Performance management is a necessary and valuable practice for both administrative and developmental purposes in organizations. However, many employees involved in traditional performance management, whether as raters or ratees, have negative reactions to it.
HR professionals and practitioners generally describe traditional performance management as being cumbersome, time-consuming, inaccurate, too formal, or just plain difficult.
These are extremely fair points to make about traditional performance management, and there is a plethora of evidence coming from many different perspectives to support the legitimacy of these claims. However, oftentimes organizations that explore doing away with performance management find that they cannot. Below we discuss what the performance management problem is and how we can fix it:
What is the performance management problem?
Since WWI, research and practice have made great strides in identifying many different variables that go into effective performance management. Specifically, much research has been on rating scales, cognitive processes, and social context.
Although we know significantly more about these areas and others concerning performance management, there is still a disconnect between what has been discovered as the best practices in performance management and what HR professionals and practitioners are actually doing.
Just last year, some of the most prominent researchers1 in performance management took a step towards bridging this gap by listening to what HR professionals and practitioners were saying about performance management and matching it with empirical research that informed the specific issues brought up. The following are some of key takeaways and recommendations from the discussion.
One of the clearest and actionable recommendations is doing away with the formal, annual or semi-annual performance management system.
Trying to have managers remember and rate the performance of their subordinates over 6 to 12 months is nearly impossible to do accurately, and this formality will most likely cause frustration and negative reactions from everyone involved.
So what do you do instead of performance reviews?
Replace it with informal, frequent conversations (or “check-ins”) with employees that include giving feedback on their performance. This will take the pressure off of having only one or two meeting per year and will allow for the performance management system to be effective in dynamic work environments. By doing it this way, organizations can improve upon both the administrative and developmental functions of performance management. Administratively, the frequent conversations will allow for additional performance ratings throughout the year leading to a more comprehensive representation of performance. Developmentally, employees will not only be aware of how they are performing on a more regular basis, but it will also help them to continuously improve their performance by receiving more timely, useful, and relevant feedback.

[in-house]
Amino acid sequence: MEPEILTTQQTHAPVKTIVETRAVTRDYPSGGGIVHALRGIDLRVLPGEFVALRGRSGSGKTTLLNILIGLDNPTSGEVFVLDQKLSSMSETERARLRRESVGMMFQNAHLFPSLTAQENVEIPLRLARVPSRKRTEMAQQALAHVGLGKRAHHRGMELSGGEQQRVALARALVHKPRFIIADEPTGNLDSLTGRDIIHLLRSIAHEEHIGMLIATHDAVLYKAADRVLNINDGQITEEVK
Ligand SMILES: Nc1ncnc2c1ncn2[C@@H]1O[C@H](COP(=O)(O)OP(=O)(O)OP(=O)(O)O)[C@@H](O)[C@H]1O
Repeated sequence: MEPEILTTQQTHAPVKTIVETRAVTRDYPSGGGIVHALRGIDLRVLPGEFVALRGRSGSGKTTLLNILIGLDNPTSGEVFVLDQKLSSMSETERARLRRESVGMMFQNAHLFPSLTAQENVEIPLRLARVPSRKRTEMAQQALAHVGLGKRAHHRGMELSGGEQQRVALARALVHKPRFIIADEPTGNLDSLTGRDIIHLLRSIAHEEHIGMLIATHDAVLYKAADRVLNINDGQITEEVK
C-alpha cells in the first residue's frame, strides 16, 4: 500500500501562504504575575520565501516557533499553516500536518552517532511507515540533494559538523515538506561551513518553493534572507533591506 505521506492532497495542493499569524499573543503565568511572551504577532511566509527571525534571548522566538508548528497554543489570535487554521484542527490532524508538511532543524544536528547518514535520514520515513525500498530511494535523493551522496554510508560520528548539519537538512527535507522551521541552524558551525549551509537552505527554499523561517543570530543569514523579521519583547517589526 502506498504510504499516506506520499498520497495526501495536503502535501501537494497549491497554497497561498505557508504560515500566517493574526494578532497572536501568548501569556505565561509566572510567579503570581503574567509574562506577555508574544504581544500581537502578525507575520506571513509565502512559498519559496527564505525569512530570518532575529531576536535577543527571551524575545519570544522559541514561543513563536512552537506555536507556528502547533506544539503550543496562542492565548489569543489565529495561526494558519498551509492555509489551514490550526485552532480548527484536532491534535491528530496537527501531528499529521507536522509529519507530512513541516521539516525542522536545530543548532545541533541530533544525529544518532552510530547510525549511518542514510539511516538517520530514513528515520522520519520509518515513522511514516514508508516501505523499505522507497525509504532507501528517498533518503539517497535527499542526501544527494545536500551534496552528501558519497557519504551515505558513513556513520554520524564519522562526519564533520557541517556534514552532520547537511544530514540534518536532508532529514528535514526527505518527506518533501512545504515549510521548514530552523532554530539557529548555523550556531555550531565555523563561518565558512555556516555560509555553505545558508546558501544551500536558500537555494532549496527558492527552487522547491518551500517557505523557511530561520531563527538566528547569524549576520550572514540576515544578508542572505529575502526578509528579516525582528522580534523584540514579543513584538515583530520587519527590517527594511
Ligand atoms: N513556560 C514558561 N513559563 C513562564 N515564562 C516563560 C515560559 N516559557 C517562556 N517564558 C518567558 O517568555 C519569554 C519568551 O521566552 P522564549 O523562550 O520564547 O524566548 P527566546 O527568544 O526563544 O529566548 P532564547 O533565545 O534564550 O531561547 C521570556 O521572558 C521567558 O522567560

The accuracy of performance ratings is another contentious subject amongst HR professionals and practitioners and rightfully so.
Raters are not always motivated to be accurate with their ratings and may rate more leniently or severely for various reasons. Thus, steps need to be taken to increase the accuracy and utility of these performance ratings. Outside of accuracy, raters have been found to be motivated by organizational norms, impression management, and biases.
So what can you do about this?
Motivate employees to rate more accurately by creating a culture that values the performance management system and holds raters accountable to their ratings. As for biases, interventions can be used to reduce implicit biases related to race or sex to make ratings more accurate (i.e., structured free recall).
Overall, performance management still has legitimate issues. In fact, going as far as saying it is broken is not a stretch.
However, doing away with performance management or ratings entirely is not a viable option due to their administrative and developmental purposes. Thus, our best option is to take steps towards improving it.
“We find that the best way to significantly improve the Performance Management process is to focus in on the effectiveness and frequency of meaningful conversations between leaders and employees. When performance discussions only happen once or twice a year, it’s understandable why the process doesn’t work. Performance reviews can be shortened at mid-year and year-end when the dialogue has been happening all year long,” notes Lisa Codispoti, ERC's Director of Consulting.
Research and practice have both informed on how to develop an effective performance management system, and it is an achievable feat. There needs to continue to be communication between practitioners and researchers to ensure what needs to be researched is being researched and what needs to be put in practice is being put in practice. If this line of communication continues to develop and is utilized, the outlook for the continued improvement of performance management will be bright.
Citation: Levy, P. E., Tseng, S. T., Rosen, C. C., & Lueke, S. B. (2017). Performance Management: A Marriage between Practice and Science–Just Say “I do.” In Research in Personnel and Human Resources Management (pp. 155-213). Emerald Publishing Limited.1